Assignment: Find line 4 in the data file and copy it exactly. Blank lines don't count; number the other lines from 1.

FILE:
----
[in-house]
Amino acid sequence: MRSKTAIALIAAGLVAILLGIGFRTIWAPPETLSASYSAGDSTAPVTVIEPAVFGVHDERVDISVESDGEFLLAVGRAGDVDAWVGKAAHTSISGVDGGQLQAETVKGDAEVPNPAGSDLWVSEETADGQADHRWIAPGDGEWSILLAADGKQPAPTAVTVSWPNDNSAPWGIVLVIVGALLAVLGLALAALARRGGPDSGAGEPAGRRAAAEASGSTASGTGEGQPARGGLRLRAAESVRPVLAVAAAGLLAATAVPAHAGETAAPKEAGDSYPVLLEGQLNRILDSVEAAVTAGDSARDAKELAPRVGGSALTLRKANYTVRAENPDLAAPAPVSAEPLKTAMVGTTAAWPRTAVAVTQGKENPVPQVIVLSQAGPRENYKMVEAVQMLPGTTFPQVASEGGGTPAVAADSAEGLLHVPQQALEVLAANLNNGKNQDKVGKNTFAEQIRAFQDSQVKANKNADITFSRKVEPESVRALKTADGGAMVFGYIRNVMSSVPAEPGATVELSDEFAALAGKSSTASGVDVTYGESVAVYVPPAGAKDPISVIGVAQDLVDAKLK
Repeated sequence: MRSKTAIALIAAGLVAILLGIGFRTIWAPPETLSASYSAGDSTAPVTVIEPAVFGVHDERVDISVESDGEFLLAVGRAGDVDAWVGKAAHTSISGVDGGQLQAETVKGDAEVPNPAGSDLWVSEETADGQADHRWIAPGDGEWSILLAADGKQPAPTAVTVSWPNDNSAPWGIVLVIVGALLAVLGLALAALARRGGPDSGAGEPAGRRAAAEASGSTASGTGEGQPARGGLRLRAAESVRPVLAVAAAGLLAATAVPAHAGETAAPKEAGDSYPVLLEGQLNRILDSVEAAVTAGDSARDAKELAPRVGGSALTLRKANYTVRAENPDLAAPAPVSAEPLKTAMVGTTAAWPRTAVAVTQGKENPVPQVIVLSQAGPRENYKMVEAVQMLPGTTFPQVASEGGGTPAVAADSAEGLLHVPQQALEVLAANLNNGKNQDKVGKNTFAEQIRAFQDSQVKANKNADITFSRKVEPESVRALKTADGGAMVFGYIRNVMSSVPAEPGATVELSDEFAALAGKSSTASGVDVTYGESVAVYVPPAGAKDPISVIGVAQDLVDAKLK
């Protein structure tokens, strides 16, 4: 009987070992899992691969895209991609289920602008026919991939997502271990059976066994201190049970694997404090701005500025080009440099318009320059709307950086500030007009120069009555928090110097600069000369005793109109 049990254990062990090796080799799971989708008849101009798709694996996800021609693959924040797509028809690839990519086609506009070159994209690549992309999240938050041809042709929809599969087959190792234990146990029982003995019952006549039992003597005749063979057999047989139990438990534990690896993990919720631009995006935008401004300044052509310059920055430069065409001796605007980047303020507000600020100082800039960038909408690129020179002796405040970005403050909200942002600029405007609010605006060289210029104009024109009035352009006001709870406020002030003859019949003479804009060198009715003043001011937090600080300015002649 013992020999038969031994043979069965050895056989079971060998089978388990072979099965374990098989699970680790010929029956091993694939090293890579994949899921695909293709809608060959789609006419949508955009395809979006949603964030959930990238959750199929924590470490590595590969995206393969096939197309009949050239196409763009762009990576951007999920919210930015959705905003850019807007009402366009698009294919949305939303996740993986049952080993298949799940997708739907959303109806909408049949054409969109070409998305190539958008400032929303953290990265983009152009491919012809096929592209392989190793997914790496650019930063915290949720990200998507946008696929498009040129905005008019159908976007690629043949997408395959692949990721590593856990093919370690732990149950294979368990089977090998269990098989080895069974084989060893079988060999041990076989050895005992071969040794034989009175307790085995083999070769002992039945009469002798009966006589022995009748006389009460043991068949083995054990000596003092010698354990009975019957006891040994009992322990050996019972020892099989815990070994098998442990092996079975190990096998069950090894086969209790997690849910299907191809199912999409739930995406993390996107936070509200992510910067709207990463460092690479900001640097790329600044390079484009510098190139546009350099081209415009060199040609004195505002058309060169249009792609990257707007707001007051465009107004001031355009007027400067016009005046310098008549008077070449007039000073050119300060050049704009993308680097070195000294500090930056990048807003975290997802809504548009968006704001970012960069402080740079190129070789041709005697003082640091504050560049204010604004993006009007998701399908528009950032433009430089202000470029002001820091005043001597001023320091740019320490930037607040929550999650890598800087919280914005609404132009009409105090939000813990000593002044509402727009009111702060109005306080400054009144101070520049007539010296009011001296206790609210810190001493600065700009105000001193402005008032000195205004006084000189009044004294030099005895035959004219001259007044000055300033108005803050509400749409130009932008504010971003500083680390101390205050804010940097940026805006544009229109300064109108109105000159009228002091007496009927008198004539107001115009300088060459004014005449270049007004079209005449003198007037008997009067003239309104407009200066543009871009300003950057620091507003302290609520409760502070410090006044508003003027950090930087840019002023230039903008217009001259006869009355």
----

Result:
């Protein structure tokens, strides 16, 4: 009987070992899992691969895209991609289920602008026919991939997502271990059976066994201190049970694997404090701005500025080009440099318009320059709307950086500030007009120069009555928090110097600069000369005793109109 049990254990062990090796080799799971989708008849101009798709694996996800021609693959924040797509028809690839990519086609506009070159994209690549992309999240938050041809042709929809599969087959190792234990146990029982003995019952006549039992003597005749063979057999047989139990438990534990690896993990919720631009995006935008401004300044052509310059920055430069065409001796605007980047303020507000600020100082800039960038909408690129020179002796405040970005403050909200942002600029405007609010605006060289210029104009024109009035352009006001709870406020002030003859019949003479804009060198009715003043001011937090600080300015002649 013992020999038969031994043979069965050895056989079971060998089978388990072979099965374990098989699970680790010929029956091993694939090293890579994949899921695909293709809608060959789609006419949508955009395809979006949603964030959930990238959750199929924590470490590595590969995206393969096939197309009949050239196409763009762009990576951007999920919210930015959705905003850019807007009402366009698009294919949305939303996740993986049952080993298949799940997708739907959303109806909408049949054409969109070409998305190539958008400032929303953290990265983009152009491919012809096929592209392989190793997914790496650019930063915290949720990200998507946008696929498009040129905005008019159908976007690629043949997408395959692949990721590593856990093919370690732990149950294979368990089977090998269990098989080895069974084989060893079988060999041990076989050895005992071969040794034989009175307790085995083999070769002992039945009469002798009966006589022995009748006389009460043991068949083995054990000596003092010698354990009975019957006891040994009992322990050996019972020892099989815990070994098998442990092996079975190990096998069950090894086969209790997690849910299907191809199912999409739930995406993390996107936070509200992510910067709207990463460092690479900001640097790329600044390079484009510098190139546009350099081209415009060199040609004195505002058309060169249009792609990257707007707001007051465009107004001031355009007027400067016009005046310098008549008077070449007039000073050119300060050049704009993308680097070195000294500090930056990048807003975290997802809504548009968006704001970012960069402080740079190129070789041709005697003082640091504050560049204010604004993006009007998701399908528009950032433009430089202000470029002001820091005043001597001023320091740019320490930037607040929550999650890598800087919280914005609404132009009409105090939000813990000593002044509402727009009111702060109005306080400054009144101070520049007539010296009011001296206790609210810190001493600065700009105000001193402005008032000195205004006084000189009044004294030099005895035959004219001259007044000055300033108005803050509400749409130009932008504010971003500083680390101390205050804010940097940026805006544009229109300064109108109105000159009228002091007496009927008198004539107001115009300088060459004014005449270049007004079209005449003198007037008997009067003239309104407009200066543009871009300003950057620091507003302290609520409760502070410090006044508003003027950090930087840019002023230039903008217009001259006869009355």